Your music seems to straddle both the dark folk realm and that of experimental music. Is there one scene that seems more accepting than the other?
Great question. It is really hard for me to tell. Sometimes it feels like my music is too folk to be experimental and then too experimental to be folk. Considering all of the songs I’ve ever written, I really struggle to fit into a genre and I find myself altering my set depending on the bands or musicians that I am playing with. I think in Oklahoma, at least, the experimental music scene is more accepting, but it varies.
Do you mostly self-release your music? I noticed that PSI LAB TAPES released something of yours last year.
So far, yes. Recording is honestly really new for me. I always viewed King Mary as a live act, something that couldn’t be captured in an audio recording. Sun Riah, as I said, is more intimate and personal. I imagine I’ll do a lot more recording with this project. I’m not sure where it will take me in terms of releasing music. The first Sun Riah set that I played in Oklahoma was at an event called Loop Fest. My set was recorded live and the folks from PSI LAB TAPES asked if they could release it. I said sure. But …the musical is my first ever attempt at sharing music that wasn’t recorded live.
You’ve toured pretty extensively in the US. What are some of your favorite parts about touring? What are some unique challenges to touring with a harp?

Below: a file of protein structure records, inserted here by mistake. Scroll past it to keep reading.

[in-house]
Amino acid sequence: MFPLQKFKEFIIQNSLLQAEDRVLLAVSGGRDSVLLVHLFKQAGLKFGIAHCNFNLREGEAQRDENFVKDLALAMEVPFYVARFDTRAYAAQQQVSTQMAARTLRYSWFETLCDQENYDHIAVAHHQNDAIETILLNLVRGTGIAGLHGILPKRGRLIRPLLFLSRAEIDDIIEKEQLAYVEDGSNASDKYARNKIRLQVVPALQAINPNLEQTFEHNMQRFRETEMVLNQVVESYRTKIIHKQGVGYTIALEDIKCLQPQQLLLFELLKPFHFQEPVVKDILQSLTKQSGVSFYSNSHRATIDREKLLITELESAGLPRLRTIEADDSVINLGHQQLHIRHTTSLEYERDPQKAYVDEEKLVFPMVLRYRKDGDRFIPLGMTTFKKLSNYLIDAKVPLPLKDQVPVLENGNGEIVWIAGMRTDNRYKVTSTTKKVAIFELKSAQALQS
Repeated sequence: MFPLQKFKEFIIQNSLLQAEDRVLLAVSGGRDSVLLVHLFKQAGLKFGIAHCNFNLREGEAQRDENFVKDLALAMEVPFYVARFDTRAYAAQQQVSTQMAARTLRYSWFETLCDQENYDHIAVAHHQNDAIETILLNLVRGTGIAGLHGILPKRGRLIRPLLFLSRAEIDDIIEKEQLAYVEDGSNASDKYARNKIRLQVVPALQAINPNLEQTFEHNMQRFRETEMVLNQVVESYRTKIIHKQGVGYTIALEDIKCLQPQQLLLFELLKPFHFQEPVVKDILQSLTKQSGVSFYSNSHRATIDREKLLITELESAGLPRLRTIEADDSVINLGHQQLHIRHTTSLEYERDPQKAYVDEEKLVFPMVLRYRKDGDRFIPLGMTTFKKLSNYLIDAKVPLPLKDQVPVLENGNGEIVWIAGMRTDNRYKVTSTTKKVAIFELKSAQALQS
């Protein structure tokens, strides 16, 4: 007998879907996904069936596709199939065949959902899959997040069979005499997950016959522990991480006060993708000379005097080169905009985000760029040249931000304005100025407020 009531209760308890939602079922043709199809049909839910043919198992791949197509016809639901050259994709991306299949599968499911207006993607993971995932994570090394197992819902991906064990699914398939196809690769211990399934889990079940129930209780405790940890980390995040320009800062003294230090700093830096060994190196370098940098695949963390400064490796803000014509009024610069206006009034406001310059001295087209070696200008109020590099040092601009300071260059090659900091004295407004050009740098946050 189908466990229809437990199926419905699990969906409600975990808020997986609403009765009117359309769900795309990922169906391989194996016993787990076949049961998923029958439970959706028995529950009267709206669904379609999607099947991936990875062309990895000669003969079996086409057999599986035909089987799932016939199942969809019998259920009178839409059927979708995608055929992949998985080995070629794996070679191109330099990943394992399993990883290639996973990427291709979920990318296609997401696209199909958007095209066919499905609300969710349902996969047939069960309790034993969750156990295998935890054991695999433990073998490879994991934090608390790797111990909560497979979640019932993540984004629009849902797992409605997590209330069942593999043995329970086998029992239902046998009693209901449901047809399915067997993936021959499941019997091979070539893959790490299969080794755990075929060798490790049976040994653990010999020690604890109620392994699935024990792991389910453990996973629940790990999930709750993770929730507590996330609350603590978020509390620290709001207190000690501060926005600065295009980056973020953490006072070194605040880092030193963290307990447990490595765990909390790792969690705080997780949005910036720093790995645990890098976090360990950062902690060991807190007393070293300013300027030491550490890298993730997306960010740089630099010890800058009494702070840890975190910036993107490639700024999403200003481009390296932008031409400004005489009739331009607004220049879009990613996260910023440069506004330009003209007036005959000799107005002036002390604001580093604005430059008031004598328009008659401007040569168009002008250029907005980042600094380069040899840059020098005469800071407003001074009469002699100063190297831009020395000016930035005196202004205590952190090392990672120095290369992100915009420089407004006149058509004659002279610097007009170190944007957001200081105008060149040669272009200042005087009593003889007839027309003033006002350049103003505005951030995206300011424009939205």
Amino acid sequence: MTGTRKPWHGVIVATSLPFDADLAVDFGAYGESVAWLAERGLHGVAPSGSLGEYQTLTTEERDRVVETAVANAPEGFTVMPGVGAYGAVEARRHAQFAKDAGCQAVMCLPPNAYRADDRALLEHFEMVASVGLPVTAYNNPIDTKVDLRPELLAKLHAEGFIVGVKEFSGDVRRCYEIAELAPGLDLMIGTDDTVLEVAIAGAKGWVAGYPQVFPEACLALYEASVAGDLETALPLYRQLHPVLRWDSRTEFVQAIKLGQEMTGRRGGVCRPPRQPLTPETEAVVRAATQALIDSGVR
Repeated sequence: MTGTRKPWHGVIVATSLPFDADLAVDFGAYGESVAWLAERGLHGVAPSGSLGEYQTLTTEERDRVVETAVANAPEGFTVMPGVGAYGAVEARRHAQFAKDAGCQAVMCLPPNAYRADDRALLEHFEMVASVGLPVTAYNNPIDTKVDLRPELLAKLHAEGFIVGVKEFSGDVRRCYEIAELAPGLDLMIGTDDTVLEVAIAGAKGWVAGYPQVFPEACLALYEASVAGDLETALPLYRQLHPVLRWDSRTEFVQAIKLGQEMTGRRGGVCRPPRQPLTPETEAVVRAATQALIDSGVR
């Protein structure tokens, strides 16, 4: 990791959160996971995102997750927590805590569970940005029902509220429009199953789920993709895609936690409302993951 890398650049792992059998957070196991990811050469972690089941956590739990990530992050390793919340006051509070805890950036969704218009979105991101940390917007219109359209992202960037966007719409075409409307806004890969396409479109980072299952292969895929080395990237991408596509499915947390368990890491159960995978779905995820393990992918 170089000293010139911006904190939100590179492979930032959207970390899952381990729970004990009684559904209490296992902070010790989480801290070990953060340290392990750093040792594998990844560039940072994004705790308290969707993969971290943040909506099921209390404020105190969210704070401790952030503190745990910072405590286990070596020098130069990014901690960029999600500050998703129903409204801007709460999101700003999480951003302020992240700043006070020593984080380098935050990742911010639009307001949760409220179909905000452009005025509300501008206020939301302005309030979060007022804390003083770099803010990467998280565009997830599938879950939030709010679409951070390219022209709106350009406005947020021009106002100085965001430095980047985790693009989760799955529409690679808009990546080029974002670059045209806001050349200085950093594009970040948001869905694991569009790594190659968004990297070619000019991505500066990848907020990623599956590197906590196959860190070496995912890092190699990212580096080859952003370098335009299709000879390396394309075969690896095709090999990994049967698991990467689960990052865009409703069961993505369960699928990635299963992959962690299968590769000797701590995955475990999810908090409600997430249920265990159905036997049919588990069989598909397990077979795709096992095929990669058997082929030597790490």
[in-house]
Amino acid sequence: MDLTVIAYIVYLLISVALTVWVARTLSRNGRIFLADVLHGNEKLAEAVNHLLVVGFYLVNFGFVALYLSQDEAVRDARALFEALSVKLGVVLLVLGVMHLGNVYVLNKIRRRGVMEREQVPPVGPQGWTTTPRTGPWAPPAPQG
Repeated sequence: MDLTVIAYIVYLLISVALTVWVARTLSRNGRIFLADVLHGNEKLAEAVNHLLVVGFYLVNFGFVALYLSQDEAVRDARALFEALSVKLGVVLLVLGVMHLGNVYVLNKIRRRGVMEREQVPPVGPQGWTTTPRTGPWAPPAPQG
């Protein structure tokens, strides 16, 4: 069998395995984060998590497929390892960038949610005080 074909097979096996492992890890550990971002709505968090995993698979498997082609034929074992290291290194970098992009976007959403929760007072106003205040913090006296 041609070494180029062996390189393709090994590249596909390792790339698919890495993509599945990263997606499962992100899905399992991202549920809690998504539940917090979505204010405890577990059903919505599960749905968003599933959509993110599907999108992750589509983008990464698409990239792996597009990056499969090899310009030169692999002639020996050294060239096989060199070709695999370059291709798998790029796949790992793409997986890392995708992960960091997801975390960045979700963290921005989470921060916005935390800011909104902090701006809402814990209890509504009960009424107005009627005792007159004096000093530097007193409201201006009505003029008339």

I love almost everything about touring. I love meeting new folks and being in new places. I love hearing the music that people are making, seeing regional differences in music appreciation, and just exploring. There are so many amazing musicians traveling around and releasing music. It’s awesome! I think it’s really cool that there is a sort of community of folks across the US that travel around and know each other from booking, touring, and playing shows. For me, it’s grown into a really inspiring and expansive group of musicians, artists, and friends that I really admire. I also love changing landscapes, bodies of water, mountains, and desert. The constant changing of things and spaces, sleeping outside in warm places, getting lost, all beautiful parts of traveling and playing music.
However, traveling with the harp can be an epic pain. I drive an Astro Van named Carla. The harp lays down flat in the back of Carla and nothing can go on top of the harp. When I was in Austin last, my travel buddies and I picked up a friend. The harp was covered with a blanket and when he got in the van all that he saw was a blanket spread out in the back of the van, so he just immediately sat on the harp. I had a small panic attack. But the harp is stronger than it seems. The most frustrating thing is that extreme temperature changes or changes in humidity make the harp hard to tune, but again, it seems to work out and I’ve gotten used to it. I love the harp enough that it doesn’t seem that bad.
Thai food or pizza?
Nirvana or Metallica?
Nirvana, my heart.